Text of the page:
Monica Boudreaux

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Pondering – Over and Over — December 3

Madonna of humility by Fra Angelico, c. 1430.

Madonna of humility by Fra Angelico, c. 1430. (Photo credit: Wikipedia)

She is old.  She sits lovingly wrapped in a shawl near a warm fire in John’s house, she is remembering – pondering in her heart…

It was just an ordinary day in Nazareth when I was visited by Gabriel, an angel sent from the very presence of God.  He told me I had been chosen to give birth to the Messiah.  I was troubled, afraid, confused, accepting, blessed.  I have pondered that angelic conversation over and over in my heart a thousand times….

I went to visit Elizabeth in the hill country.  Her child leaped for joy in her womb when I entered the house, and Elizabeth called me “the Mother of my Lord.”  I have pondered that visit over and over in my heart a thousand times….

The angel’s assurance to Joseph, the trip to Bethlehem for Caesar’s census, the birth in the stable, the manger that Joseph filled with fresh hay.  I have pondered those days over and over in my heart a thousand times….

The story told by the shepherds that night…how an angel proclaimed the Savior’s birth and a huge choir of angels sang their beautiful song of glory and peace in their field.  I have pondered the story of the shepherds over and over in my heart a thousand times….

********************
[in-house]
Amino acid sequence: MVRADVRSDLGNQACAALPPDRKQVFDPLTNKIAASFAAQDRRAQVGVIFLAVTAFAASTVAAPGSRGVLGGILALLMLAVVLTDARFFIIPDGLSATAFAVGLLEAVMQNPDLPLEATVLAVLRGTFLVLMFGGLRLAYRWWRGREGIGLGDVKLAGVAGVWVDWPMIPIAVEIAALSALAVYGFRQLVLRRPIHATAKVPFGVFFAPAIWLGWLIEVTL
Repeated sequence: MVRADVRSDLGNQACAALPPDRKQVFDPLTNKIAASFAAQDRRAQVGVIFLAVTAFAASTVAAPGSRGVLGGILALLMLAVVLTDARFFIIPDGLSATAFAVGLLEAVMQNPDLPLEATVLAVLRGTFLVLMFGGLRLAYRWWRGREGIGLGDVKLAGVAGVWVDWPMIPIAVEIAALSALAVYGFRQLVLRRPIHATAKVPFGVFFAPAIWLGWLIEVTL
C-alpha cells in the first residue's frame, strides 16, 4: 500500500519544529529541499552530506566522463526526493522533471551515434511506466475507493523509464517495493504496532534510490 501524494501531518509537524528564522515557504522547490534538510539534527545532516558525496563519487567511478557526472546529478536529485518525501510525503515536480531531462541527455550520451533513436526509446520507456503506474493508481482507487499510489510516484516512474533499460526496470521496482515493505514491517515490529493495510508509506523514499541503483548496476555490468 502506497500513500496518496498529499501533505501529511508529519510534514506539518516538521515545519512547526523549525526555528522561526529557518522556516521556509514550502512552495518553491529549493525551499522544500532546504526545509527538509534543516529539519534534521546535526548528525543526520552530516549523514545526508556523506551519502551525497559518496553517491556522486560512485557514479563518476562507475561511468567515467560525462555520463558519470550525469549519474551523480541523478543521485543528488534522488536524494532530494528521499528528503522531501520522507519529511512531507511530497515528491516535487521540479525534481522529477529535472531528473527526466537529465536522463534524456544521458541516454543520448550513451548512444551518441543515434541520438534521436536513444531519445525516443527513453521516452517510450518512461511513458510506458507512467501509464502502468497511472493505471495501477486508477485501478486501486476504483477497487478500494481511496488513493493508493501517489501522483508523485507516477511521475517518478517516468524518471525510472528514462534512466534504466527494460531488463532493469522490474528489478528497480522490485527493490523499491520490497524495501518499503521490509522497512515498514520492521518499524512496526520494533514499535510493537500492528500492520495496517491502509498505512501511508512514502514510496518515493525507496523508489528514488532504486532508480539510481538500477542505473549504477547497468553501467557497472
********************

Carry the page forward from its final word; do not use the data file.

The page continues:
We presented Jesus in the Temple and an old, devout man named Simeon recognized Him as the salvation of Jews and Gentiles alike.  He

looked me in the eye and spoke of a sword piercing my soul.  I have pondered those chilling words over and over in my heart a thousand times…

We went to Jerusalem for Passover.  He was twelve, and we realized on our way home that he was not with our group.  After three frantic days, Joseph and I found him in the Temple astonishing the scholars with his knowledge and understanding.  He told us he was about his Father’s business.  I have pondered his words over and over in my heart a thousand times….

When he turned water into wine, when he raised Lazarus from the dead, when he healed the crippled and the blind, when he walked on the sea and calmed the storm.  The parables, the sermons, his teachings.  The emotions on his face that only I could read, the times he wept, the times he challenged the Pharisees.  I have pondered each event over and over in my heart a thousand times….

The arrest in the Garden, the trials, the flogging.  The crucifixion!  Simeon’s prophecy came back to me, and I wondered how I could still be living with that sword of pain piercing my soul.  The tomb, the waiting, the crushing grief.  Then the resurrection!  Joy beyond words healed that wound to my soul!  The ascension, as my Son went back to his Father – my Son who was before me.  All of this I have pondered over and over in my heart a thousand times….

I was chosen to be the God-bearer.  I was called to obedience, to be faithful in mystery, to endure great sorrow, and to know the deepest joy ever experienced by a human being.  All these things I, Mary of Nazareth, have pondered over and over in my heart a thousand times….

Reflection – As you remember these years of journey with Christ, what do you ponder over and over in your heart?